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CH A U CE R.
OMEN ben full of Ragerie,
Yet fwinken nat sans fecrefie.
Thilke moral thall ye understond,
From Schoole-boy's Tale of fayre Irelond:
Which to the Fennes hath him betake,
To filche'the gray Ducke fro the Lake.
Right then, there passen by the way
His Aunt, and eke her Daughers tway.
Ducke in his Trowses hath he hent,
Not to be spied of Ladies gent.
“ But ho! our Nephew, (crieth one)
“ Ho! quoth another, Cozen John;"
And stoppen, and lough, and callen out,
This sely Clerk full low doth lout:
They alken that, and talken this,
“Lo here is Coz, and here is Miss."
But, as he glozeth with speeches foote,
The Ducke fore rickleth his Erse roote :
Fore-piece and buttons all-to-brest,
Forth thrust a white neck, and red creft.
Te-he, cry'd Ladies; Clerke nought (pake :
Miss Atar'd; and gray Ducke cryeth Quaake.
"O Moder, Moder, (quoth the daughter)
" Be thilke same thing Maids longen a'ter?
" Bette is to pyne on coals and chalke,
" Then trúft on Mop, whofe yerde can talke."
N ev'ry Town where Thạmis rolls his Tyde,
A narrow Pass there is, with Houses low;
Where ever and anon, the Stream is ey'd,
And many a Boat, soft sliding to and fro.
There oft are heard the notes of Infant Woe, $
The short thick Sob, loud Scream, and thriller Squall :
How can ye, Morters, vex your children so ?
Some play, fome eat, fome cack against the wall,
And as they crouchen low, for bread and butter.call.
And on the broken pavement, here and there, 10
Doch many a itinking sprat and herring lie;
A brandy and tobacco shop is near,
And hens, and dogs, and hogs are feeding by;
And here a failor's jacket hangs to dry.
At ev'ry door are sun-burnt matrons seen,
Mending old nets to catch the scaly fry,
Now singing Thrill, and fcolding eft between ;
Scolds answer foul-mouth'd scolds; bad neighbourhood
The snappish cur (the passengers annoy)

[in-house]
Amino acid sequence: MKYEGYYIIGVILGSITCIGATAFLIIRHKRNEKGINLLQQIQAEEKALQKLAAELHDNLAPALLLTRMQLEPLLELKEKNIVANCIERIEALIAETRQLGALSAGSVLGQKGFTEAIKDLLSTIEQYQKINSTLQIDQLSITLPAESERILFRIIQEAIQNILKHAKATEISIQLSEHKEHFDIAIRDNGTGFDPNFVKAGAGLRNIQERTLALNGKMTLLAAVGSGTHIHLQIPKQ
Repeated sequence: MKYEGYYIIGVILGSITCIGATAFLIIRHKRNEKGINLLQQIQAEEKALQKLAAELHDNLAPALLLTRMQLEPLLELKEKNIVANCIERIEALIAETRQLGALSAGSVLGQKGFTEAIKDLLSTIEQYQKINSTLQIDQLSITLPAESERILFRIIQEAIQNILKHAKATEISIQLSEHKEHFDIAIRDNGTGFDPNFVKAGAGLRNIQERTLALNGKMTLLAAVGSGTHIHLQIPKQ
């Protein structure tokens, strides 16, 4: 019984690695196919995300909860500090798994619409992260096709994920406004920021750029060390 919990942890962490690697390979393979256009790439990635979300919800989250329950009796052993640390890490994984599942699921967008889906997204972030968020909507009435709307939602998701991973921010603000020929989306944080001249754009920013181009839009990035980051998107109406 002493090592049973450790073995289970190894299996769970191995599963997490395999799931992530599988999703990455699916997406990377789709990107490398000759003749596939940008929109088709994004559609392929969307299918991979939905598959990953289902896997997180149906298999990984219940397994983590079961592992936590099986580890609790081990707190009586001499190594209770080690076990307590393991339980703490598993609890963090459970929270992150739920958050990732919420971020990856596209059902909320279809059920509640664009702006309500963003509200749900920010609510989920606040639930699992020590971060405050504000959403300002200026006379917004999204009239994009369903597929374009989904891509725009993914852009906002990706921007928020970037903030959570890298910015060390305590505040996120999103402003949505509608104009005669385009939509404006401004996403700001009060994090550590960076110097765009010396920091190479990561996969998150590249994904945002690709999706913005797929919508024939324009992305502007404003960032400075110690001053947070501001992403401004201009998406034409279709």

Clofe at my heel with yelping treble flies;
The whimp'ring girl, and hoarser-screaming boy,
Join to the yelping treble, thrilling cries;
The scolding Quean to louder notes doth rise,
And her full pipes those shrilling cries confound;
To her full pipes the grunting hog replies ; 25
The grunting hogs alarm the neighbours round,
And curs, girls, boys, and scolds, in the deep base are
Hard by a Sty, beneath a roof of thatch,
Dwelt Obloquy, who in her early days
Baskets of fish at Billingsgate did watch,
30 Cod, whiting, oyster, mackrel, sprat, or plaice: There learn'd the speech from tongues
that cease. Slander beide her, like a Magpie, chatters, With Envy, ([pitting Cat) dread foe to peace; Like a curs'd Cur, Malice before her clatters,
35. And vexing ev'ry wight, tears clothes and all to tatters.
V. Her dogs were mark'd by ev'ry Collier's hand, Her mouth was black as bulldogs at the stall : She scratch'd, bit, and spar'd ne lace ne band, And bitch and rogue her answer was to all ; Nay, e'en the parts of mame by name would call : Yea, when the passed by or lane or nook, Would greet the man who turn'd him to the Wall, And by his hand obscene the porier iook, Nor ever did akance like modelt Virgin look. 45
VI. Such place hath Deptford, navy-building town, Woolwich and Wapping, smelling Itrong of pitch; Such Lambeth, envy of each band and gown, And Twick’nam fuch, which fairer scenes enrich, Grots, statues, urns, and Jon's Dog and Bitch.
5° Ne village is without; on either fide, All up the filver Thames, or all adown; Ne Richmond's self, from whose tall front are ey'd Vales, spires, meandring itreams, and Windsor's tow'ry pride.
Of a LADY singing to her LUTE.
Air Charmer, cease, nor make your voice's prize
A heart refign'd the conquest of your eyes :
Well might, alas! that threat'ned vessel fail,
Which winds and lightning both at once assail.
We were too bleft with these inchanting lays, 5
Which must be heav'nly when an Angel plays :
But killing charms your lover's death contrive,
Left heav'nly music should be heard alive.
Orpheus could charm the trees, but thus a tree,
Taught by your hand, can charm no less than he :
A Poet made the filent wood pursue,
This vocal wood had drawn the Poet too.
On a fan of the Author's design, in which
was painted the story of CEPHALUS and
PROCRIS, with the Motto, AURA VENI.
COME: gentle Air! th• Æolian
While Procris panted in the secret shade ;
Come, gentle Air, the fairer Delia cries,
While at her feet her swain expiring lies.
Lo che glad gales o'er all her beauties stray,
Breathe on her lips, and in her bosom play!
In Delia's hand this toy is fatal found,
Nor could that fabled dart more surely wound :
Both gifts destructive to the givers prove;
Alike both lovers fall by those they love.
Yet guiltless too this bright destroyer lives,
At random wounds, nor knows the wound she gives :
She views the story with attentive eyes,
And pities Procris, while her lover diese